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Facts & Figures: Detroit Assembly Complex – Mack


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Site History:
  • 1916: Michigan Stamping Company, first automotive use for the Mack site
  • 1920: Briggs Manufacturing purchases plant
  • 1953: Chrysler Corporation purchases Briggs Manufacturing, acquires Mack property
  • 1975: Chrysler builds 1 million-square-foot expansion next to the “Old Mack” plant
  • 1982: Chrysler closes Old Mack, sells it to city of Detroit for redevelopment
  • 1982-1989: Old Mack sits idle
  • 1990: City of Detroit and Chrysler begin extensive cleanup of Old Mack site
  • 1995: Old Mack plant leveled and entire site cleaned up
  • 1991-1995: Dodge Viper produced at “New Mack” before it was moved to Conner Avenue Assembly plant
  • 1996: Construction of Mack Engine begins; opens in 1998 to produce V-8 engines
  • 2000: Mack Engine II construction completed; produces V-6 engines
  • 2012: Mack Engine II idled
  • 2019: $1.6 billion investment announced to turn Mack Engine Complex into new assembly site for the all-new, three-row Jeep® Grand Cherokee, next-generation Grand Cherokee and electrified models
Plant Overview:
  • More than 100 years of manufacturing on Mack site
  • First new assembly plant in the city of Detroit in 30 years
  • Investment: $1.6 billion (announced February 2019)
  • New jobs: 3,850; commitment to putting Detroiters first in the application process
    • 2,100 Detroiters have filled the new positions
  • Construction: Began in Q2 2019; completed in less than two years
  • Total floor space: 3 million square feet
  • Acreage: 266
  • Operating pattern: Three shifts, five days per week
  • Employment: ~4,900
  • Total production time: ~36 hours
  • Three main production facilities: Body shop, paint shop and general assembly
  • Logistics: 770 inbound trucks per day; 76 trucks and 95 railcars outbound per day
Body Shop:
  • Building: Formerly Mack Engine II; idled in 2012
  • Floor space: 650,000 square feet
  • Robots: 578
  • Production time: 2 hours
Net Form & Pierce
A net form is created for the Jeep Grand Cherokee L to establish the perfect dimensional environment to hang panels, such as the hood, liftgate, doors and fenders, before the body is pierced. Robots measure the gaps and fits to ensure they are symmetrical. There are 26 robots in the cell.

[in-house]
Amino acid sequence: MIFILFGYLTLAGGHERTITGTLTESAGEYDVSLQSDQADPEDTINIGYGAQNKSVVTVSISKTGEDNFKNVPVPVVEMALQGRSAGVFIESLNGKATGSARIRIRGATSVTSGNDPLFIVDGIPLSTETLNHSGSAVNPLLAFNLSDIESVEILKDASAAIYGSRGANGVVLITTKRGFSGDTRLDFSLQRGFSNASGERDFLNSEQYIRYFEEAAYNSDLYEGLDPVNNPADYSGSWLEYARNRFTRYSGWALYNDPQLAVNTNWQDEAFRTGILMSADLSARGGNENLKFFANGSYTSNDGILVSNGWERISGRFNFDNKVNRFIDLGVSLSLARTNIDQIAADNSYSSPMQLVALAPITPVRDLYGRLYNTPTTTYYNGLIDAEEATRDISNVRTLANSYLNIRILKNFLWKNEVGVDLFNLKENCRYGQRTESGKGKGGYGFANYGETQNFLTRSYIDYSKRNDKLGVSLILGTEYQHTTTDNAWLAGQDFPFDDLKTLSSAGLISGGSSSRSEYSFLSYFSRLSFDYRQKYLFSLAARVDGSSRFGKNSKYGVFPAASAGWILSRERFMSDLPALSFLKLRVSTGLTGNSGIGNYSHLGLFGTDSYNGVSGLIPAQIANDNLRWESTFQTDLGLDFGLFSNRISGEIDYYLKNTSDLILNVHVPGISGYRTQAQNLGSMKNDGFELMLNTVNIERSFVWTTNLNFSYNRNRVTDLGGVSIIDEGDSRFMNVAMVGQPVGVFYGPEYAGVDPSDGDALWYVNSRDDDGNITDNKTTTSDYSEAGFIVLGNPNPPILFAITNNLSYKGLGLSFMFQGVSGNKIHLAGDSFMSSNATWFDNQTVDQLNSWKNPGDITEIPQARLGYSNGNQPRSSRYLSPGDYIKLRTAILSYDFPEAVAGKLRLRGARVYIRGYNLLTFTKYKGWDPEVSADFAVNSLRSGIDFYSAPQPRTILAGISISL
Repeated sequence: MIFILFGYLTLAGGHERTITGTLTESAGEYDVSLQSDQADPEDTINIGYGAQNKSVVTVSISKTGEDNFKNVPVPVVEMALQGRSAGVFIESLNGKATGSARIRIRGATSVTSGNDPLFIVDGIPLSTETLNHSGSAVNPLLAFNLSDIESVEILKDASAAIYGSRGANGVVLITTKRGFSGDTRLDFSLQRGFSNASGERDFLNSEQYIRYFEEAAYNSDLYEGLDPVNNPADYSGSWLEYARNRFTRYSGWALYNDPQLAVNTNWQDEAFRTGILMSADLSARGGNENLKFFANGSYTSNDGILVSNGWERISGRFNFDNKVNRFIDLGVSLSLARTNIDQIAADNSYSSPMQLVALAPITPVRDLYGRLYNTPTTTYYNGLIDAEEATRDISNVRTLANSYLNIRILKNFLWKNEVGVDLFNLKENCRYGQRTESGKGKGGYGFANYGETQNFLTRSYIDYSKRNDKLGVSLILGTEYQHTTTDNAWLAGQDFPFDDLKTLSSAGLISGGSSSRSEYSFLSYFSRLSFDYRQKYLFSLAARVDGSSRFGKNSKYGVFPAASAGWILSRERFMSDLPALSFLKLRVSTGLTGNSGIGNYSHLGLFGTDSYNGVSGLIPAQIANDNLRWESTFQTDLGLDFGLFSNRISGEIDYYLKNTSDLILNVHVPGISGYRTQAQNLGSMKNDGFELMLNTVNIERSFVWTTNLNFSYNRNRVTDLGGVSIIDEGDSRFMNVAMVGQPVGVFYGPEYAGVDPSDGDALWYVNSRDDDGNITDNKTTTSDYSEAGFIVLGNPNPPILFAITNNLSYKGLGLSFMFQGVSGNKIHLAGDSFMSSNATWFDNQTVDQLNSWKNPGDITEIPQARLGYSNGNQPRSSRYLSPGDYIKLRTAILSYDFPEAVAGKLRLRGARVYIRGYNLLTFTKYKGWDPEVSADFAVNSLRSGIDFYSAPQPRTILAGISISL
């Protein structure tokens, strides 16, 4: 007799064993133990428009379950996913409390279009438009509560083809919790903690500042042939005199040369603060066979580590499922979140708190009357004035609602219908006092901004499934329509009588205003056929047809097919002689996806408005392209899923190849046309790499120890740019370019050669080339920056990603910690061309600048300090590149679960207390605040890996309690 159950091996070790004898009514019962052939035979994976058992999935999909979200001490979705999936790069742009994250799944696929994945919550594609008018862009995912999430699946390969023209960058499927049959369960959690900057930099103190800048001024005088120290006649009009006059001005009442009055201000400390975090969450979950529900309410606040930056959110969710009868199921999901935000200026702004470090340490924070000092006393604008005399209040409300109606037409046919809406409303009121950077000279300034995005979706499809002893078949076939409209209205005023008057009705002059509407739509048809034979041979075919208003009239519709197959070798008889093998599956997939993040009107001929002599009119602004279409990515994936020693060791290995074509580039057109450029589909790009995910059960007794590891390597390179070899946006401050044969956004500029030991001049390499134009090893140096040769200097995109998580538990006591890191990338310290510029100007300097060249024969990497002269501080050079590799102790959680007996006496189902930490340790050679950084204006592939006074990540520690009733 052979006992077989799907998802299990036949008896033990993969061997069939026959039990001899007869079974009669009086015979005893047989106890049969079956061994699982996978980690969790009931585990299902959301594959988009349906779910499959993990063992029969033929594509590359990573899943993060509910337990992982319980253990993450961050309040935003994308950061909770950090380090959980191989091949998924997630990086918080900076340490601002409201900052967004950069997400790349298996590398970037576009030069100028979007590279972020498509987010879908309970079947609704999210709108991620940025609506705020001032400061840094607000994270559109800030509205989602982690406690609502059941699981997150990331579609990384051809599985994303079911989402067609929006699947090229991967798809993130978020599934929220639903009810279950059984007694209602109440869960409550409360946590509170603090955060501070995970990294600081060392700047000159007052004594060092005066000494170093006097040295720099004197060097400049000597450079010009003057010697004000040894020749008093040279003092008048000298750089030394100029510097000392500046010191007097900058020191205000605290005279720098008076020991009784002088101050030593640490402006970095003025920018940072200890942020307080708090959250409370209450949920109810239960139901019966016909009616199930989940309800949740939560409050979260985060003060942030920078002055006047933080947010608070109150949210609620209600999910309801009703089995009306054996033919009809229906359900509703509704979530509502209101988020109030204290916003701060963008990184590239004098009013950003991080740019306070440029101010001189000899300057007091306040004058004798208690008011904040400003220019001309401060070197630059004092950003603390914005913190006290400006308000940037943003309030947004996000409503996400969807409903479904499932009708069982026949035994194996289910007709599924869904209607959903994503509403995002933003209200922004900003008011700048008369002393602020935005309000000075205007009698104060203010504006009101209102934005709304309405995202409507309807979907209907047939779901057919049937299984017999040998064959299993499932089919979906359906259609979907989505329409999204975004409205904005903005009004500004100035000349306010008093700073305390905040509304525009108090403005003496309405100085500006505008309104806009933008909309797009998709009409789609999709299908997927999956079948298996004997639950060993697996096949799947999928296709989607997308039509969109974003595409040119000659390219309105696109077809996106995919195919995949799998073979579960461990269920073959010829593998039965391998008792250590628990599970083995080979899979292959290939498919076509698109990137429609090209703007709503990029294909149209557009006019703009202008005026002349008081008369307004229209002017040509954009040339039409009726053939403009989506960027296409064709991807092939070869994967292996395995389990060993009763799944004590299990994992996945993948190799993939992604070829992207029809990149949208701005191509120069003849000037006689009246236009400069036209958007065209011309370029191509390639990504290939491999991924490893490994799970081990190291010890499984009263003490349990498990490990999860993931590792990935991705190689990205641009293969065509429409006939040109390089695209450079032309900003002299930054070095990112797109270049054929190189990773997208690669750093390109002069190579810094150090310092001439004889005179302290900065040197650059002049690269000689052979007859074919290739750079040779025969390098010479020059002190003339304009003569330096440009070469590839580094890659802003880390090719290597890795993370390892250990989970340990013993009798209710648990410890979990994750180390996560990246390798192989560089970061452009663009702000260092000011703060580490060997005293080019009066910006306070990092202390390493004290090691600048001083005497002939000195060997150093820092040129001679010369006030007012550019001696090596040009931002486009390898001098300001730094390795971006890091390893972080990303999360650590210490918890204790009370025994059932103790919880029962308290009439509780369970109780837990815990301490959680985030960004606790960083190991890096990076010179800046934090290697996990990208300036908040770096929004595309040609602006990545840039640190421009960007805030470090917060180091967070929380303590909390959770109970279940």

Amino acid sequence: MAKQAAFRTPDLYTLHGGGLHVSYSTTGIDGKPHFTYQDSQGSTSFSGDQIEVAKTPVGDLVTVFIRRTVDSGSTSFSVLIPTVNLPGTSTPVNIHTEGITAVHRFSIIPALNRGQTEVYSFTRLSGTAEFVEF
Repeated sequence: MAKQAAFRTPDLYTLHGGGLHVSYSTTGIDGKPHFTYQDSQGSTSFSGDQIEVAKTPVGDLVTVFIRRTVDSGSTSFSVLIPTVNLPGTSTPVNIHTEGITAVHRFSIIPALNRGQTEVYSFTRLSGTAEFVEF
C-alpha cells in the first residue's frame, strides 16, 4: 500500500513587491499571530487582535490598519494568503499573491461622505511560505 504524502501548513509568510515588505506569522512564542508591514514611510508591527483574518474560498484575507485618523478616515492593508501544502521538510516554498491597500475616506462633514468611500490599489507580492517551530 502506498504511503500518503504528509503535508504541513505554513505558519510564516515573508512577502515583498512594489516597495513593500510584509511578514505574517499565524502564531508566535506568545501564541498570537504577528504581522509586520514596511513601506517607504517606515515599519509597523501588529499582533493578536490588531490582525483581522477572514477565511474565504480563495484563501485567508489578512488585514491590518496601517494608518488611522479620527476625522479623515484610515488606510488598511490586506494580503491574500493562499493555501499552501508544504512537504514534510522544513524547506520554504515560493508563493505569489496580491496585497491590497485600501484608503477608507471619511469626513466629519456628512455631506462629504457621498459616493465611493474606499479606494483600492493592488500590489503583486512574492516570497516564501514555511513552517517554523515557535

Near-line Laser Radar
Radar technology is mounted on robots to measure hundreds of preprogrammed surface and alignment points to verify the build process. This 45-minute validation test is performed on a select number of vehicles across all three production shifts and complements the inline measurement system that measures every Jeep Grand Cherokee L coming through the body shop.

Paint Shop:
  • Building: All-new facility
  • Floor space: 800,000 square feet (five floors)
  • Robots: 124
  • Production time: 12 hours
  • Colors: 11
  • Process: Fully automated; 100% robotic spray application
    1. Phosphate E-coat: First layer of corrosion protection
    2. Sealer: 28 robots; ~208 feet of sealer applied per car to prevent leaks, corrosion and wind noise
    3. Primer: 8 robots; provides smooth base layer and enhances paint durability
    4. Base paint coat: 21 robots (10 painting and 11 “opening”)
    5. Clear coat: Final protective coating
    6. Finesse and polish: Identify and remove any imperfections to ensure smooth paint finish
General Assembly:
  • Building: Formerly Mack Engine I; built the Pentastar engine family until December 2019
  • Floor space: 1,000,000 square feet
  • Stages: Trim, Chassis, Final
    • Trim: Installation of sunroof, wiring harness, major electrical, instrument panel and windshield, rear and half glass
    • Chassis: Engine dress; engine and chassis marriage; body and chassis decking; hose and electrical connections; fluid fill and functionality testing
    • Final:Installation of seats, steering wheel, major components; doors hung; wheels and tires; electrical test
      • Final validation: Aligners, headlight aim, rolls, ADAS (Automated Driver Assist System); BSR test track; inline water test; certification line
Buzz, Squeak and Rattle (BSR) Test Track:
  • Completely enclosed
  • Length: 2,000 feet
  • 100% of vehicles tested
  • Total test time: 3 minutes
  • Simulates real-world driving conditions
  • 11 different elements, including pot holes, manhole covers, rumble strips, cobblestones, speed bumps, gravel, Figure 8
BSR Shaker:
  • Additional validation beyond test track
  • Electro servo shaker, first of its kind in North America
  • Test time replicating BSR track: 2 minutes, 40 seconds
  • Additional testing of more aggressive conditions: 3-5 minutes
Inline Water Test:
  • 100% of vehicles tested
  • Total test time: 3 minutes
  • 600 nozzles delivering water at 30 psi
  • Additional validation performed in Nine Position Water Test; simulates different terrain (hills and inclines) and weather conditions
 
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